Running Workouts to Increase Speed

Running Workouts to Increase Speed

Whether you’re training for a marathon, a 5K, or want to set a new personal best for any distance, increasing your running speed can be a rewarding yet challenging endeavor. So knowing which workouts to incorporate into your training plan can make all the difference. In this blog post, let’s explore various running workouts aimed at boosting your speed, improving your endurance, and making you a more efficient runner.

Why Focus on Speed?

Speed workouts are important not just for competitive runners, but for anyone looking to improve overall fitness and running efficiency. Here are some reasons why you might want to focus on speed:

  • Enhanced performance: Speed training improves your body’s ability to handle faster paces, making race days more manageable.
  • Increased Endurance: Faster paces during training sessions help build stamina, which translates to better endurance during long runs, (and lots of other activities, too).
  • Improved Running Economy: Speed workouts make you a more efficient runner, requiring less energy to maintain a given pace.
  • Mental Toughness: Pushing through high-intensity workouts strengthens your mental grit, essential for handling the physical demands of racing. Who couldn’t use a little more mental toughness?

Running Workouts to Increase Speed

 

Types of Speed Workouts

1. Tempo Workouts

Tempo runs are sustained efforts, running at a comfortable pace. This type of run will help improve your running performance and boost your metabolic fitness to push your body’s threshold to run faster and longer. According to scientific research, “the most effective way to conduct a tempo run is this: Monitor your heart rate during a 30-minute run. The first 10 minutes of running will see your heart rate climb and then level off at your lactate-threshold (your tempo pace).”

Example Workouts:

  • Run 5–6 miles at your tempo pace with a 1:00 recovery between each mile.
  • Run two 2-mile segments at tempo pace, taking a 5:00 easy jog between the two.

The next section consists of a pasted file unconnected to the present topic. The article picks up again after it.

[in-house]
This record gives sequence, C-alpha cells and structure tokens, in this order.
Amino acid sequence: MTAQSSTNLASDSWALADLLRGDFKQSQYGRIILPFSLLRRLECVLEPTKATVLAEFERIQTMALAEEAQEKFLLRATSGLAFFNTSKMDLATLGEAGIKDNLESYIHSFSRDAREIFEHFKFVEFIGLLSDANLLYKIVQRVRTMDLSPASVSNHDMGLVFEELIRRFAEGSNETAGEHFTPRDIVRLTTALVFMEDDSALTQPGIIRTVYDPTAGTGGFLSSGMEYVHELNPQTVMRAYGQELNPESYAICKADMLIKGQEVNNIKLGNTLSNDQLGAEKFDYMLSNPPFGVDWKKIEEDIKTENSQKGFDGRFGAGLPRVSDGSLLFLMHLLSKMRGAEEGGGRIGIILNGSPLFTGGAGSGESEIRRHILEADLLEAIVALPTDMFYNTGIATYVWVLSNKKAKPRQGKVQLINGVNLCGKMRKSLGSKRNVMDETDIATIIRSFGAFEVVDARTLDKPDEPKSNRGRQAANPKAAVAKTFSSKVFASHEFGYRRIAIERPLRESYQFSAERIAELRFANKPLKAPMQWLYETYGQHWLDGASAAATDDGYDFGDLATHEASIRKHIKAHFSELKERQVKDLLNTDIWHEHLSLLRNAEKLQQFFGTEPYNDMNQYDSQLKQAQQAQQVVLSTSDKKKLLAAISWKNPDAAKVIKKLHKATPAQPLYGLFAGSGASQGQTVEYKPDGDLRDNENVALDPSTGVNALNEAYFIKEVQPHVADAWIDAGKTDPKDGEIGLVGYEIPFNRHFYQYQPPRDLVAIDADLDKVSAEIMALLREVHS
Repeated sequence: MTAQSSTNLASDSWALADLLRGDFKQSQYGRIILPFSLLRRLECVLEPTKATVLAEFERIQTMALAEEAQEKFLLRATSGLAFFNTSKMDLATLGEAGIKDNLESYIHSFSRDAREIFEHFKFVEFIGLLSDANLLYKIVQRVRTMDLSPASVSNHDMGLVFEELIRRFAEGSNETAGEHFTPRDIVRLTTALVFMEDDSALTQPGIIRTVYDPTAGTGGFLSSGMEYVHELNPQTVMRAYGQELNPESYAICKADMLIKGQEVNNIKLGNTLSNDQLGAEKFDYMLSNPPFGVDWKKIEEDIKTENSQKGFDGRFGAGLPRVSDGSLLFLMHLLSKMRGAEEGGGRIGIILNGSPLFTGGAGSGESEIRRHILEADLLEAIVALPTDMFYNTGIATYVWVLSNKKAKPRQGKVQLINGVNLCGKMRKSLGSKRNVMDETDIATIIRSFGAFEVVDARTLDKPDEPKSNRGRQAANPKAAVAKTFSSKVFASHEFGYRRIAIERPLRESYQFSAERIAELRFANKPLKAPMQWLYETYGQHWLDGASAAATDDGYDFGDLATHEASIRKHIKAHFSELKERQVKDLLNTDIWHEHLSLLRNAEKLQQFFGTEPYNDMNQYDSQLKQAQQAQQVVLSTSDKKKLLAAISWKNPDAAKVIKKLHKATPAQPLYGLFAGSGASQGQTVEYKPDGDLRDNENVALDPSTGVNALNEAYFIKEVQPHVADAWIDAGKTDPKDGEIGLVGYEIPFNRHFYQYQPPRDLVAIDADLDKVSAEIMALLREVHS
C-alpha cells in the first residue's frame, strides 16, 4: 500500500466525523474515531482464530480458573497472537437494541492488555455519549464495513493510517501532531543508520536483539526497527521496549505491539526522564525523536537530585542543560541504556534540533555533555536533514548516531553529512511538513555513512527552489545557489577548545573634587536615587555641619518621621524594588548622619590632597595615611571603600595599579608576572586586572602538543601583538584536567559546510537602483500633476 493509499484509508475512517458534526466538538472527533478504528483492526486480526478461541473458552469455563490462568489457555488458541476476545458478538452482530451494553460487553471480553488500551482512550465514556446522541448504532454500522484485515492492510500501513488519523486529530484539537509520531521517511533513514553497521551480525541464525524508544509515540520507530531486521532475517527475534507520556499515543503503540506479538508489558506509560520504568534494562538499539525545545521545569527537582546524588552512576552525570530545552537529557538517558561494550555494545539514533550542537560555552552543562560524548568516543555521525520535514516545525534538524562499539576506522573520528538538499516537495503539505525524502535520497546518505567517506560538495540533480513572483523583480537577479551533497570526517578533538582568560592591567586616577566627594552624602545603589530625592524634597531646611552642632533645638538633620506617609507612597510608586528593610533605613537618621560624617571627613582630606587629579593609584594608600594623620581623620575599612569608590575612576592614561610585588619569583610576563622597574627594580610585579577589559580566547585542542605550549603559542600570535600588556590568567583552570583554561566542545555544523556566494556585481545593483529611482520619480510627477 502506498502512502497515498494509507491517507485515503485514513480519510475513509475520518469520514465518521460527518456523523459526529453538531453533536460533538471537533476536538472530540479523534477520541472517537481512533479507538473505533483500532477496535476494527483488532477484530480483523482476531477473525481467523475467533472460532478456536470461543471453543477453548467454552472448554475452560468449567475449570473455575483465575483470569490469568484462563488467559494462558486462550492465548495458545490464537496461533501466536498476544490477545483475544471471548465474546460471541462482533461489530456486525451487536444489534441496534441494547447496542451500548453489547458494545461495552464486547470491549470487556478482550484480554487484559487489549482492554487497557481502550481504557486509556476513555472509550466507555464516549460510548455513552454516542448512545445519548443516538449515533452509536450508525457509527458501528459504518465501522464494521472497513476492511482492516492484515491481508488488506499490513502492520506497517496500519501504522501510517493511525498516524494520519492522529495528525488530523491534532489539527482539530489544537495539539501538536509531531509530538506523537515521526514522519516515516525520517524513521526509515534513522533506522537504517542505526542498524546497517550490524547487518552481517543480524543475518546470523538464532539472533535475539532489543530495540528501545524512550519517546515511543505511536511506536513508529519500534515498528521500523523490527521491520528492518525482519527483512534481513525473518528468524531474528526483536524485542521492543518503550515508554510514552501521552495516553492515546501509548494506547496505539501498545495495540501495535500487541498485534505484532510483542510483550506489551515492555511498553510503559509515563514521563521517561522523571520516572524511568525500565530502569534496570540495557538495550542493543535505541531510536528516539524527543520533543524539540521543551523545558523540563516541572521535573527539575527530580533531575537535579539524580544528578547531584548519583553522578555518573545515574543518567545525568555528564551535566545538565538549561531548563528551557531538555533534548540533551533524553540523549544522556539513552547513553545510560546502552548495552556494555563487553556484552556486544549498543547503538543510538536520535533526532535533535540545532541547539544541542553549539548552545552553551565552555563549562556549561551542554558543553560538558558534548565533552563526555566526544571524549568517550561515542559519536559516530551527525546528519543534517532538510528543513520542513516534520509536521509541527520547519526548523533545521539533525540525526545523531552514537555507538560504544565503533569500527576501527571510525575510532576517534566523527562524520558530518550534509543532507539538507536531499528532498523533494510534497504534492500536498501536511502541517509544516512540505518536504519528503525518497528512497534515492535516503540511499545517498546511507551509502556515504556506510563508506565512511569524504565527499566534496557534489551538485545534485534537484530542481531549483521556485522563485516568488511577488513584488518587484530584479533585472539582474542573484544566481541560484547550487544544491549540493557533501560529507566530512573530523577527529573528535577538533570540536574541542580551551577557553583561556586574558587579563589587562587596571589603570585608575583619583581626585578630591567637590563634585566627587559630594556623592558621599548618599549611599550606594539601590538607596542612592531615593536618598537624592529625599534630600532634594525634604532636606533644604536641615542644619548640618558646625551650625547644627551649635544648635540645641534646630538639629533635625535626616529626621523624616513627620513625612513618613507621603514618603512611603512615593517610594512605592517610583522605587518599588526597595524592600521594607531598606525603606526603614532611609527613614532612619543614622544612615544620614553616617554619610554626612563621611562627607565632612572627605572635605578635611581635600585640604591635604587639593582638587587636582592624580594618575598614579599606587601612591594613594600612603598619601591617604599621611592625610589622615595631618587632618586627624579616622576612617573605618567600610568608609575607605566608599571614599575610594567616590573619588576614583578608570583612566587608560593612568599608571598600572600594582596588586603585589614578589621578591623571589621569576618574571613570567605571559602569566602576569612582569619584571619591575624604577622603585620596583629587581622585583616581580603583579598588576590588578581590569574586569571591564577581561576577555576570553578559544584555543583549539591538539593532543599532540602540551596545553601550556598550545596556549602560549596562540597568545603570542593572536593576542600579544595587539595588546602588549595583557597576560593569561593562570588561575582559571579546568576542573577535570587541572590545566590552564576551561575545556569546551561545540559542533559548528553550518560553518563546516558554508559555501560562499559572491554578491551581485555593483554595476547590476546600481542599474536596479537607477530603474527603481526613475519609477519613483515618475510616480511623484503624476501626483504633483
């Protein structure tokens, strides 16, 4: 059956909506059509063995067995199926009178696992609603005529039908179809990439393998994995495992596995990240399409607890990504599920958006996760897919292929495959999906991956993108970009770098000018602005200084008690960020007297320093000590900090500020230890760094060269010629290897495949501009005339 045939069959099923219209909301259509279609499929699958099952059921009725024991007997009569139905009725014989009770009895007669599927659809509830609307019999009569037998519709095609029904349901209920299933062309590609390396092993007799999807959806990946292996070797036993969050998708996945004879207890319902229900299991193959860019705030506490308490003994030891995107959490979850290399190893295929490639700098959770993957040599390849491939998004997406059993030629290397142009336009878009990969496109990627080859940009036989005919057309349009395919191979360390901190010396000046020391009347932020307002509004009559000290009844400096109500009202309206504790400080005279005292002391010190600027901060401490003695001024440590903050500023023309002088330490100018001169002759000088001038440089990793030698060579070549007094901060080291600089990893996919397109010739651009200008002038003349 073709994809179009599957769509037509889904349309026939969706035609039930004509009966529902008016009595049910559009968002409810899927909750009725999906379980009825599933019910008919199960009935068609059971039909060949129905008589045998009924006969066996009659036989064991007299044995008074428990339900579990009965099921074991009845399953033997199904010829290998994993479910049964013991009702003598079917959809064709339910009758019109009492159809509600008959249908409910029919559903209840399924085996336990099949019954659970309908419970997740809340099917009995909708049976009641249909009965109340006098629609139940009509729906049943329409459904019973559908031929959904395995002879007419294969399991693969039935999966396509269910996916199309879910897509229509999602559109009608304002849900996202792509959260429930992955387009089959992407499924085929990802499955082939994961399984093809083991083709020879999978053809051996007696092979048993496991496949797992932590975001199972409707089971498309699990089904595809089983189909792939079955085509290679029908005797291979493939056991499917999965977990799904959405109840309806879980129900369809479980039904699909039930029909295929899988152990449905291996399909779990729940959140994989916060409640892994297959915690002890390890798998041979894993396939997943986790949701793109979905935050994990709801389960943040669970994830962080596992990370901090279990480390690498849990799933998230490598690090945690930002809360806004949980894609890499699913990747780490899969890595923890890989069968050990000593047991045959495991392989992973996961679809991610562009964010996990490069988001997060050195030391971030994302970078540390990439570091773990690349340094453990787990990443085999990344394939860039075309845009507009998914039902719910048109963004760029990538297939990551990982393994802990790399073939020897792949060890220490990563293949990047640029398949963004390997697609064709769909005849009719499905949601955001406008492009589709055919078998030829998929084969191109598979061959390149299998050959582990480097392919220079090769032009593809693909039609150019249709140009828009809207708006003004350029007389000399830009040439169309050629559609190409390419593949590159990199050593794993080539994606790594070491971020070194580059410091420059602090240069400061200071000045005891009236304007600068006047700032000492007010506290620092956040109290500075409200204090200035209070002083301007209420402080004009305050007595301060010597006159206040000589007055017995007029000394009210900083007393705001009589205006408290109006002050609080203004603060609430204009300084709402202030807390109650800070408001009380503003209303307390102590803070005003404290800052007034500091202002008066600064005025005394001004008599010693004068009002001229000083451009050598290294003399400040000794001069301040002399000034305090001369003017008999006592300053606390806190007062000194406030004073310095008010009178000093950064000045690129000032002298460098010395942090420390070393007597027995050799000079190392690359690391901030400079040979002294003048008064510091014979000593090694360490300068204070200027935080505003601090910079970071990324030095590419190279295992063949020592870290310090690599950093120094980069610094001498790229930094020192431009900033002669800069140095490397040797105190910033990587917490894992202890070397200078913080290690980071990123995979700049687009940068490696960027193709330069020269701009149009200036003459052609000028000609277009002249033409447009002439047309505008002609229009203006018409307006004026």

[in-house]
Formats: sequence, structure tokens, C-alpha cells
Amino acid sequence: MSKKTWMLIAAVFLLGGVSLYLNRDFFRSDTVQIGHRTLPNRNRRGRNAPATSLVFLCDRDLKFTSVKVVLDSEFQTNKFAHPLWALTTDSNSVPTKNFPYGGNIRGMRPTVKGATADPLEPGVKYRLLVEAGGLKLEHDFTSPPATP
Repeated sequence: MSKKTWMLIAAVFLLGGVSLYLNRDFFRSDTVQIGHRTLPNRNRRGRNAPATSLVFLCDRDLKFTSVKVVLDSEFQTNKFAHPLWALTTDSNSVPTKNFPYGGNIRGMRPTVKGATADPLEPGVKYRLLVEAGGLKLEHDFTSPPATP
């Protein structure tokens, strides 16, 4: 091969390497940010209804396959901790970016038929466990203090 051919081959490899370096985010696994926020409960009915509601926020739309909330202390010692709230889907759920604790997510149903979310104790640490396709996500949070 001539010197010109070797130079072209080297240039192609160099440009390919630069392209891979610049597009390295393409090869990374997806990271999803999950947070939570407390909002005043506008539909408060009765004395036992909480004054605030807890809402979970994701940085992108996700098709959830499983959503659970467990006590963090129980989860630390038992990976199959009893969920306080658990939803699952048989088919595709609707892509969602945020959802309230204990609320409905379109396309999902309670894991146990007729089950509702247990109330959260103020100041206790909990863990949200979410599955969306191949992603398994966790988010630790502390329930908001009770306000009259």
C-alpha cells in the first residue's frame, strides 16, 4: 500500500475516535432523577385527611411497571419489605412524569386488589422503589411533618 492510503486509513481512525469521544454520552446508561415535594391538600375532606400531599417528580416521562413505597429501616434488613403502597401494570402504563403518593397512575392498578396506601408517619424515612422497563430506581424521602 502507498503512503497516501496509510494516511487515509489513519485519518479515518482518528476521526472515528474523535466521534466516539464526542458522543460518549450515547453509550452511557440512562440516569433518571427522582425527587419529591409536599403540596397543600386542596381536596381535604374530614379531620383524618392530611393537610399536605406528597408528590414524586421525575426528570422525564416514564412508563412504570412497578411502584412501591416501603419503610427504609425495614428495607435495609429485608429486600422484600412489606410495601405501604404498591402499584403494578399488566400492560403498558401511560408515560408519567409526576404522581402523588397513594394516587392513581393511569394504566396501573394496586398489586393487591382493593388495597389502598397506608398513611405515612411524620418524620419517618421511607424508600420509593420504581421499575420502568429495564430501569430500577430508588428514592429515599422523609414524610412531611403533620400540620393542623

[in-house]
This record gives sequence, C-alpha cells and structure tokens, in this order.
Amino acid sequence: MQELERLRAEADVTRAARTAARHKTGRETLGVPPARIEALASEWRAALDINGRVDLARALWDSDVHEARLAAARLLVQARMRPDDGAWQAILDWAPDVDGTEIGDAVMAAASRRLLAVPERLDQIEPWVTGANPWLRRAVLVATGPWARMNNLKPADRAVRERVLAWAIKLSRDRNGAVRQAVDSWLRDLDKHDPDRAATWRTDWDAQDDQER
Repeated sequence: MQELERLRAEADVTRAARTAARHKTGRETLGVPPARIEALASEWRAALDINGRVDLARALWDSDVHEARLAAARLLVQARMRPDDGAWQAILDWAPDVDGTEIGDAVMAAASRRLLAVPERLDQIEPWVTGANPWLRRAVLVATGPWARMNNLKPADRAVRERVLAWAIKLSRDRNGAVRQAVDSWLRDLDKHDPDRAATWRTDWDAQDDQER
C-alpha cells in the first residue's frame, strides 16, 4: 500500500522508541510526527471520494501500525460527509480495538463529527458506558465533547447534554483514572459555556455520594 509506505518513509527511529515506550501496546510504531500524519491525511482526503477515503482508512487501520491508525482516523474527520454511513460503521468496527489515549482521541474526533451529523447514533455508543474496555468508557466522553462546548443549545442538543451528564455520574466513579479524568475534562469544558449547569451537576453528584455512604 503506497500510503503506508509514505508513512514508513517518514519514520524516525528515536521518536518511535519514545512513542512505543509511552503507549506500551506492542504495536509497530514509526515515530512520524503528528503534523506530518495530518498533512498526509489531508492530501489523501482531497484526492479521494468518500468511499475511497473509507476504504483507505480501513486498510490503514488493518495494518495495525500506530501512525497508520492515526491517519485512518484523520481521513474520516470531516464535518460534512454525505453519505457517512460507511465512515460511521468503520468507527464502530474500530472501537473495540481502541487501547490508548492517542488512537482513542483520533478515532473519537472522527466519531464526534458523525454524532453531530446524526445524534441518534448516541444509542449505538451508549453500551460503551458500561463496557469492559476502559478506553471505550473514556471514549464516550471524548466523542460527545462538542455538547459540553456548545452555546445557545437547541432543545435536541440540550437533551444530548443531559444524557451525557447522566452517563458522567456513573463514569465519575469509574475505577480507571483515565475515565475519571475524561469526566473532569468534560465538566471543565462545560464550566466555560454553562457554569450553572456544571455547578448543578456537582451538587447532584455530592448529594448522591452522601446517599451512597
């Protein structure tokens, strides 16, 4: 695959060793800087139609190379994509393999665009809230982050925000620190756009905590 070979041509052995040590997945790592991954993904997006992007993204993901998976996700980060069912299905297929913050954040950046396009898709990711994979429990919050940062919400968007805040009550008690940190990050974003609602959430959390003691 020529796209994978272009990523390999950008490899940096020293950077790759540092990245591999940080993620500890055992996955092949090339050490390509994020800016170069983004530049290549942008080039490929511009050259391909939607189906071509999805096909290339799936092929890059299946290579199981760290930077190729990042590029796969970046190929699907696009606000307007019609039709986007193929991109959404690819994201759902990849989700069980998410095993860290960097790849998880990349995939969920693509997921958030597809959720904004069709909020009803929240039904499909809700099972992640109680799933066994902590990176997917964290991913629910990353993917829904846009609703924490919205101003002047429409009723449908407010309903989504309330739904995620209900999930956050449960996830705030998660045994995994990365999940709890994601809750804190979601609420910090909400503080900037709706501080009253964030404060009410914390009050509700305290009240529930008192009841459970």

• Start with an easy jog, add some strides, then run at a tempo pace for 20 minutes, and finish with another easy jog.

 

2. Hill Repeats

Warm-up with 10 minutes of easy jogging. Then, do 8 x 30 seconds uphill at maximum effort, with jogging back downhill for recovery. Cool-down with 10 minutes of easy jogging.

Hill repeats involve running up a hill at a high intensity and then jogging back down for recovery. The benefit of hill repeats is to build strength, power, and improve running form and efficiency. These can seem intimidating at first, but you’ll start feeling stronger fast. And they are fun to do in a group – like your friendly neighborhood running posse the Unstill Life running group. You’ll find us doing these along Madrona Drive and around Leschi School.  

Example Workout:

Warm-up with 10 minutes of easy jogging. Then, do 8 x 30 seconds uphill at maximum effort, with jogging back downhill for recovery. Cool-down with 10 minutes of easy jogging.

 

3. Strides

Strides are short bursts of running at near-maximum effort, usually lasting 20-30 seconds. The benefits of this workout help improve your stride rate and running mechanics without causing significant fatigue.

Example Workout:

Warm-up with 10 minutes of easy jogging, then do 8 x 20 seconds of strides with 40 seconds of easy jogging or walking between each. Cool-down for 10 minutes by doing easy jogging.

 

4. Interval Training

Interval training involves alternating periods of high-intensity running with recovery periods of low-intensity jogging or walking. The benefits of this workout is that it improves speed, endurance, and running economy. The Unstill Life runners do this at our track workouts. 

Example Workout:

Start with 10 minutes of easy jogging. Then do 6 x 400 meters at a 5K race pace with 200 meters of jogging between intervals. Cool-down with 10 minutes of easy jogging. 

 

5. One-One

If you are having trouble doing tempo runs or are new to speed running, the one-one work is a great way to get a great workout. Eventually you’ll be able to work up to more reps as you see your speed increasing.

Example Workout:

Warm-up for 10 minutes with an easy jog and then do 20+ minutes alternating 1:00 at a fast pace, followed by 1:00 at an easy pace. Cool down with an easy jog or walk. You can gradually increase these to 2:00/2:00, 3:00/3:00, etc working your way up to longer segments at tempo pace.

 

6. Fartlek Training

Fartlek is a Swedish term meaning “speed play.” This involves varying your pace throughout the run, mixing bursts of speed with periods of easy running. Fartlek training adds variety to your workouts and improves both aerobic and anaerobic capacity. Our Wednesday evening workouts feature plenty of this kind of stuff. 

Example Workout:

Warm-up with 10 minutes of easy jogging, then 30 minutes of fartlek training alternating between 1-minute of fast running and 2-minutes of easy running. Cool-down with 10 minutes of easy jogging.

Unstill Life

If you’re in the Seattle area, be sure to join the Unstill Life Half-Fast Walk & Run group. We meet on Wednesday evenings at 6:30 and most Saturdays at 9:30am. If you’re not local you can still connect by joining our private Facebook group for the virtual fitness challenge. Drop me a note! I’d love to hear from you about your running pursuits or chat if you have any questions.

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